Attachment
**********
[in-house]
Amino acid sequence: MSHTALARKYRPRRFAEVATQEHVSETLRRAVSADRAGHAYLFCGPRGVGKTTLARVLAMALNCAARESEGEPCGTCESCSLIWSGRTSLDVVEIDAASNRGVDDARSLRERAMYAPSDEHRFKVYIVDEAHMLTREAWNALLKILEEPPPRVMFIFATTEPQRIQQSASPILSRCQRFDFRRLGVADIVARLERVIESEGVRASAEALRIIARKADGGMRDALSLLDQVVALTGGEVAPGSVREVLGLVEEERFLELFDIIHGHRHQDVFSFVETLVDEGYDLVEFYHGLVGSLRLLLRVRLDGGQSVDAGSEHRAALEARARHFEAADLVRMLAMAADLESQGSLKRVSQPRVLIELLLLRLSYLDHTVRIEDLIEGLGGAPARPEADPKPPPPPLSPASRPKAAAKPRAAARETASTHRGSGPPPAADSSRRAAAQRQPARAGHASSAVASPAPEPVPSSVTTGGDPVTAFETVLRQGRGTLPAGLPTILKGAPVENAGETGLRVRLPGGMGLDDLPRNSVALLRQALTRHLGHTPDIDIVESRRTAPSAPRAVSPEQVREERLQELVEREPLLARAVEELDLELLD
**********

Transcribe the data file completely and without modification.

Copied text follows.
[in-house]
Amino acid sequence: MSHTALARKYRPRRFAEVATQEHVSETLRRAVSADRAGHAYLFCGPRGVGKTTLARVLAMALNCAARESEGEPCGTCESCSLIWSGRTSLDVVEIDAASNRGVDDARSLRERAMYAPSDEHRFKVYIVDEAHMLTREAWNALLKILEEPPPRVMFIFATTEPQRIQQSASPILSRCQRFDFRRLGVADIVARLERVIESEGVRASAEALRIIARKADGGMRDALSLLDQVVALTGGEVAPGSVREVLGLVEEERFLELFDIIHGHRHQDVFSFVETLVDEGYDLVEFYHGLVGSLRLLLRVRLDGGQSVDAGSEHRAALEARARHFEAADLVRMLAMAADLESQGSLKRVSQPRVLIELLLLRLSYLDHTVRIEDLIEGLGGAPARPEADPKPPPPPLSPASRPKAAAKPRAAARETASTHRGSGPPPAADSSRRAAAQRQPARAGHASSAVASPAPEPVPSSVTTGGDPVTAFETVLRQGRGTLPAGLPTILKGAPVENAGETGLRVRLPGGMGLDDLPRNSVALLRQALTRHLGHTPDIDIVESRRTAPSAPRAVSPEQVREERLQELVEREPLLARAVEELDLELLD